The introduction of loudness normalization has led some commentators to declare that the loudness wars are over. However, factors contributing to a preference for dynamic range compression have not been removed. The research presented here investigates the role of long-term memory in sound quality judgments. Factors influencing preference judgments of dynamic range compression are discussed along with suggestions of further research areas. Research is presented that indicates that an objective measure of dynamic range will facilitate a greater understanding of how dynamic range compression affects individual sound quality attributes.
Convention Paper 9176 (Purchase now)

P14-6 The Influence of Listeners’ Experience, Age, and Culture on Headphone Sound Quality PreferencesSean Olive, Harman International - Northridge, CA, USA; Todd Welti, Harman International - Northridge, CA, USA; Elisabeth McMullin, Harman International - Northridge, CA USA
Double-blind headphone listening tests were conducted in four different countries (Canada, USA, China, and Germany) involving 238 listeners of different ages, gender, and listening experiences. Listeners gave comparative preference ratings for three popular headphones and a new reference headphone that were all virtually presented through a common replicator headphone equalized to match their measured frequency responses. In this way, biases related to headphone brand, price, visual appearance, and comfort were removed from listeners’ judgment of sound quality. On average, listeners preferred the reference headphone that was based on the in-room frequency response of an accurate loudspeaker in a reference listening room. This was generally true regardless of the listeners’ experience, age, gender, and culture. This new evidence suggests a headphone standard based on this new target response would satisfy the tastes of most listeners.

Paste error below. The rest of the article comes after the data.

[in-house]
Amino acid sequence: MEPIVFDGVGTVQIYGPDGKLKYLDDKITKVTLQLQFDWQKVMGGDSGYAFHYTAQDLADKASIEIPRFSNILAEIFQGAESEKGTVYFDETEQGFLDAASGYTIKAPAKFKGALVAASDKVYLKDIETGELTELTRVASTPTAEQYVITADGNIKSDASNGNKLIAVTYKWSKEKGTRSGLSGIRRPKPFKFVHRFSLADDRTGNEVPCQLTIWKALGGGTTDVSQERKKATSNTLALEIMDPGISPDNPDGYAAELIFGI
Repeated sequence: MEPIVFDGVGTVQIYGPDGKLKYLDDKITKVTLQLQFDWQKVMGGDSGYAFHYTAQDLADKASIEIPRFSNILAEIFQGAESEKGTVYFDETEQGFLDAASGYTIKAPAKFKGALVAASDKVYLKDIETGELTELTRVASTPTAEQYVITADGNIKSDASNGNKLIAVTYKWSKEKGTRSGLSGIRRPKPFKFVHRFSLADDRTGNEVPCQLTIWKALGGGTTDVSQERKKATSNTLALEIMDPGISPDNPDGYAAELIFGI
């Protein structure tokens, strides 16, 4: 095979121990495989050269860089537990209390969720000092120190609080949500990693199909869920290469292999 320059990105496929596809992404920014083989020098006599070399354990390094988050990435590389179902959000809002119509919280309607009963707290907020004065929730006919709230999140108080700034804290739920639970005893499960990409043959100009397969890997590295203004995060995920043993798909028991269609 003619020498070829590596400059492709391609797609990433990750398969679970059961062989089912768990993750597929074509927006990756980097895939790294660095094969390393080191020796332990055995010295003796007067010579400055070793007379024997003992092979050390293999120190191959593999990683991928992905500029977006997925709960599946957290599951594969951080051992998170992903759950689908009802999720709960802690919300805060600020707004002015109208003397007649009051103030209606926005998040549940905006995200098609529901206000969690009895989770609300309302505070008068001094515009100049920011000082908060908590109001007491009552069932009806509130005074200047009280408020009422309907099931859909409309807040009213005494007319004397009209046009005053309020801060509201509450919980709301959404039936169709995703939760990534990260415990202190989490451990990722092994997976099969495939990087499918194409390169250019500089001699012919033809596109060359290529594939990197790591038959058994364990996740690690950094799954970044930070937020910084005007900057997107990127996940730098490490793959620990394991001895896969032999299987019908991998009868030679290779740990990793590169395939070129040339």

Convention Paper 9177 (Purchase now)

P14-7 A Hierarchical Approach to Archiving and DistributionJ. Robert Stuart, Meridian Audio Ltd. - Huntingdon, UK; Peter Craven, Algol Applications Ltd. - London, UK
When recording, the ideal is to capture a performance so that the highest possible sound quality can be recovered from the archive. While an archive has no hard limit on the quantity of data assignable to that information, in distribution the data deliverable depends on application-specific factors such as storage, bandwidth or legacy compatibility. Recent interest in high-resolution digital audio has been accompanied by a trend to higher and higher sampling rates and bit depths, yet the sound quality improvements show diminishing returns and so fail to reconcile human auditory capability with the information capacity of the channel. By bringing together advances in sampling theory with recent findings in human auditory science, our approach aims to deliver extremely high sound quality through a hierarchical distribution chain where sample rate and bit depth can vary at each link but where the overall system is managed from end-to-end, including the converters. Our aim is an improved time/frequency balance in a high-performance chain whose errors, from the perspective of the human listener, are equivalent to no more than those introduced by sound traveling a short distance through air.